‘’If this war is not fought with the greatest brutality against all the bands…then in the foreseeable future, the strength at our disposal will not be sufficient to master the plague.’’ Wilhelm Keitel
Research has shown that all people are susceptible to radicalization. Violent extremism is not something that happens in a vacuum. All forms of violence including Neo-Nazi movements are in one way or another, a phenomenon that has existed and will continue to exist for an untold period of time.
For as long as the various push and pull factors such as unemployment, marginalization, poverty, and search for identity, control and justice prevail so will violent extremism. Research has also shown that social media and technology have contributed enormously to the growth of violent extremist groups across the globe and yet we are all aware that every day technology changes and we are yet to see the best of it. What this means, therefore, is that in equal measure we will continue to see a rise and changing patterns that will not in any way eliminate but advance extremism.
The growth of the Islamic State for Iraq and Syria/Levant (ISIS/L) has shifted the dynamic of violent extremism perpetrated by Islamic terrorism. They not only now believe that it is possible but that it can be expanded. A state, any state by its very nature requires a lot more resources than just a group. This means the recruitment and radicalization process has also shifted. These violent groups no longer require fighters only but also need doctors, nurses, teachers, engineers, and any other form of career or profession that comes to mind.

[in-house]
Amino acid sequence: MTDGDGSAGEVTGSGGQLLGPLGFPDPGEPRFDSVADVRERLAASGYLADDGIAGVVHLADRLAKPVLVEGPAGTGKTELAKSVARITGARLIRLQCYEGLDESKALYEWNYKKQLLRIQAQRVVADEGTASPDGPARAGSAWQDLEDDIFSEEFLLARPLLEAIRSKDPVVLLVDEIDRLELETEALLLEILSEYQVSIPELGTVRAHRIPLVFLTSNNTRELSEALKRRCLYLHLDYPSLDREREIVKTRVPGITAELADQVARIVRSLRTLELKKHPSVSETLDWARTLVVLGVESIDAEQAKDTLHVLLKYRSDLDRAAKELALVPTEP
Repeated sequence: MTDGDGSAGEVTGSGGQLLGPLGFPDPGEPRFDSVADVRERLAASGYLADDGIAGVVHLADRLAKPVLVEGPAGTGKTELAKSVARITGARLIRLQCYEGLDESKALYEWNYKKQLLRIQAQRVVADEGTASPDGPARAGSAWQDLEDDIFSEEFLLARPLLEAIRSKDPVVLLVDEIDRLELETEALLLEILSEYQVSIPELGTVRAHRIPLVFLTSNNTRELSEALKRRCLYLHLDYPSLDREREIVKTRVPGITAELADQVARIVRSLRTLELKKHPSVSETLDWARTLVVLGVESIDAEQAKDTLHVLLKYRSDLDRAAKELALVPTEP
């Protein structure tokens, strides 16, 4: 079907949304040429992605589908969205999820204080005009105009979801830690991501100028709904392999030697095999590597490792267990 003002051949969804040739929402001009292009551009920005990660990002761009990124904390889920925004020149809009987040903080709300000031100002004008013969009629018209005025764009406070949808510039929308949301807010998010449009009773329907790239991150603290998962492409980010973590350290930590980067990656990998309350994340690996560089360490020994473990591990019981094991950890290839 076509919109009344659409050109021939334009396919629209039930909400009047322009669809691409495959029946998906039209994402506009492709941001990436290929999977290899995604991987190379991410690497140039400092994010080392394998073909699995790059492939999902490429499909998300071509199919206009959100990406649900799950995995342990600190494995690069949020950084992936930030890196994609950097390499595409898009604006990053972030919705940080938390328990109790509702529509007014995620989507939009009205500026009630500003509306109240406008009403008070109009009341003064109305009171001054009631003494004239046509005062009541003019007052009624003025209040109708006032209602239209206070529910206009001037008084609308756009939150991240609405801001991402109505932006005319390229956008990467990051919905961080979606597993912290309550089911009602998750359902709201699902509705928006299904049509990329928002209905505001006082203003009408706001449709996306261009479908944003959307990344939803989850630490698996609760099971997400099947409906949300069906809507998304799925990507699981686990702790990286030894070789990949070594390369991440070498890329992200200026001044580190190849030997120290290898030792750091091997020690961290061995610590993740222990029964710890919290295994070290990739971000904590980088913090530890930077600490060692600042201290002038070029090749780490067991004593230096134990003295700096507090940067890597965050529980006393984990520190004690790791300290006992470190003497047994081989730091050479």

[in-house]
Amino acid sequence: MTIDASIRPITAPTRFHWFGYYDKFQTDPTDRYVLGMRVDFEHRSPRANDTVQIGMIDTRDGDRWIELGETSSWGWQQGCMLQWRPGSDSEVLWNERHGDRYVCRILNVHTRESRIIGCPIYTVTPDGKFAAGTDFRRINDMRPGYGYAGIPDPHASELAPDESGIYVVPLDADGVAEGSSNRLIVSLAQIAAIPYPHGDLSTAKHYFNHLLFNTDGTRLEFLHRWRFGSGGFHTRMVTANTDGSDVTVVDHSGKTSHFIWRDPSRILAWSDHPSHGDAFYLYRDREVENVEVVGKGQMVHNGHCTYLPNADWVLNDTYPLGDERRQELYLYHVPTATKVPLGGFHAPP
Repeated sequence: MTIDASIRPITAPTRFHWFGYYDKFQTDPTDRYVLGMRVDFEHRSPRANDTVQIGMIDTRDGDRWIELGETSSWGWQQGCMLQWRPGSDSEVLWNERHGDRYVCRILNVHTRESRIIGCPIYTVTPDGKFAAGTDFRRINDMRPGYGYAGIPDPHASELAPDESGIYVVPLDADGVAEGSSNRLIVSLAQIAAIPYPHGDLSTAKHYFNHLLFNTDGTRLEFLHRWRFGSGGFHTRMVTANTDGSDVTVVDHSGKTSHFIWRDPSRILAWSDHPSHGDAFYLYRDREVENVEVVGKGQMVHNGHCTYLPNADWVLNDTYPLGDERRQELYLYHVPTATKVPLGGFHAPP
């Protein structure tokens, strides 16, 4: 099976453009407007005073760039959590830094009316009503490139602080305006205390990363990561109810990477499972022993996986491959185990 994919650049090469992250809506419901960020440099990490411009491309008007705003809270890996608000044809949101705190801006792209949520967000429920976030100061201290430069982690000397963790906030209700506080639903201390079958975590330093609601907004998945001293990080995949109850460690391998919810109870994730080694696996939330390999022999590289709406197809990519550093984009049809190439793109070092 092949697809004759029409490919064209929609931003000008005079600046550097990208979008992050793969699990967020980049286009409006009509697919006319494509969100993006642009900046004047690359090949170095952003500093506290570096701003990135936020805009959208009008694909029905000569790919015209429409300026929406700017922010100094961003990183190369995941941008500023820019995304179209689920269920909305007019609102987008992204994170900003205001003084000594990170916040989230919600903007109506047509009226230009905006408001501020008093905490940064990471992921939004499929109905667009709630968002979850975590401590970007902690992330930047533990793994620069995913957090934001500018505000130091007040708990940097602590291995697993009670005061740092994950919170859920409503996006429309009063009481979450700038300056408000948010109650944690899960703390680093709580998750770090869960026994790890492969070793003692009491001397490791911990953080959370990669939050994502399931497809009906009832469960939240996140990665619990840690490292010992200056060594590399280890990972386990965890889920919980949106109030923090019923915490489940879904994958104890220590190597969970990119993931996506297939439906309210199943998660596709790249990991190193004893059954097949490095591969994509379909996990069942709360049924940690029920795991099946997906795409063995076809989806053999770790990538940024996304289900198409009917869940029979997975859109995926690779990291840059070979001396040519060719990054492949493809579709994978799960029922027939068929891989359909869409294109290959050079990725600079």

They need to be able to provide all the services that a state would ordinarily provide and still establish themselves as superior and as the model for all other groups aspiring to form Islamic States.
Setting aside violent extremism motivated by jihadism, there has been a universal recognition that other forms of extremism have proliferated. Many governments and states feel completely unprepared and underequipped to deal with these new forms of extremism, which include, but are not limited to, racially and ethnically motivated terrorism, terrorism inspired by extreme misogyny, left-wing terrorism, and the rapid spread of conspiracy theories.
So while we may have found ways to arguably prevent/counter one form of violent extremism we are yet to see the worst of it. I dare say this fight is a long way from over and is here to stay for the foreseeable future. As David McCullough once said, there is no such thing as a foreseeable future.